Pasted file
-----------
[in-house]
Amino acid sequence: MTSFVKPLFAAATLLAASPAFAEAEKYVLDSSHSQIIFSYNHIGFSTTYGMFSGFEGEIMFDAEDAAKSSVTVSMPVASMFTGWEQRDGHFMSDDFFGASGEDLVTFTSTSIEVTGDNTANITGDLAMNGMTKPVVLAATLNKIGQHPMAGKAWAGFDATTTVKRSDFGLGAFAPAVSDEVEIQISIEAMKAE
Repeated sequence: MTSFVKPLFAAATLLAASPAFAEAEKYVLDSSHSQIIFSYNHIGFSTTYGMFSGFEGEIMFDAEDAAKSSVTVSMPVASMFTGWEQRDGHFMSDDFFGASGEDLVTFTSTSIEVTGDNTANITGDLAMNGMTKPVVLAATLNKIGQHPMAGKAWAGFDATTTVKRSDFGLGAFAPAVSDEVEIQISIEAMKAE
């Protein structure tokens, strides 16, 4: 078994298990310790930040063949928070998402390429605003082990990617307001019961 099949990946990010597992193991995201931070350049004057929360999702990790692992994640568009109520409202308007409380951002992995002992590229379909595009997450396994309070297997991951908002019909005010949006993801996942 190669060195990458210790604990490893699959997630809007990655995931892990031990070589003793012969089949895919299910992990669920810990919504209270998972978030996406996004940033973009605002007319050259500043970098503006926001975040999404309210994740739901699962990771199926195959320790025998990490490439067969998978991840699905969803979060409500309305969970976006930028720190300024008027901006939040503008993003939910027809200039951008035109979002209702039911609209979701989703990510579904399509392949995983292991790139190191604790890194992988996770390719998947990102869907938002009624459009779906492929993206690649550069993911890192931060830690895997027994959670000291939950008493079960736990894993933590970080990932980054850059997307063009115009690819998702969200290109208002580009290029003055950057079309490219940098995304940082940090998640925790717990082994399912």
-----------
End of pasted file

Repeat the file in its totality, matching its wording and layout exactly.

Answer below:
[in-house]
Amino acid sequence: MTSFVKPLFAAATLLAASPAFAEAEKYVLDSSHSQIIFSYNHIGFSTTYGMFSGFEGEIMFDAEDAAKSSVTVSMPVASMFTGWEQRDGHFMSDDFFGASGEDLVTFTSTSIEVTGDNTANITGDLAMNGMTKPVVLAATLNKIGQHPMAGKAWAGFDATTTVKRSDFGLGAFAPAVSDEVEIQISIEAMKAE
Repeated sequence: MTSFVKPLFAAATLLAASPAFAEAEKYVLDSSHSQIIFSYNHIGFSTTYGMFSGFEGEIMFDAEDAAKSSVTVSMPVASMFTGWEQRDGHFMSDDFFGASGEDLVTFTSTSIEVTGDNTANITGDLAMNGMTKPVVLAATLNKIGQHPMAGKAWAGFDATTTVKRSDFGLGAFAPAVSDEVEIQISIEAMKAE
């Protein structure tokens, strides 16, 4: 078994298990310790930040063949928070998402390429605003082990990617307001019961 099949990946990010597992193991995201931070350049004057929360999702990790692992994640568009109520409202308007409380951002992995002992590229379909595009997450396994309070297997991951908002019909005010949006993801996942 190669060195990458210790604990490893699959997630809007990655995931892990031990070589003793012969089949895919299910992990669920810990919504209270998972978030996406996004940033973009605002007319050259500043970098503006926001975040999404309210994740739901699962990771199926195959320790025998990490490439067969998978991840699905969803979060409500309305969970976006930028720190300024008027901006939040503008993003939910027809200039951008035109979002209702039911609209979701989703990510579904399509392949995983292991790139190191604790890194992988996770390719998947990102869907938002009624459009779906492929993206690649550069993911890192931060830690895997027994959670000291939950008493079960736990894993933590970080990932980054850059997307063009115009690819998702969200290109208002580009290029003055950057079309490219940098995304940082940090998640925790717990082994399912």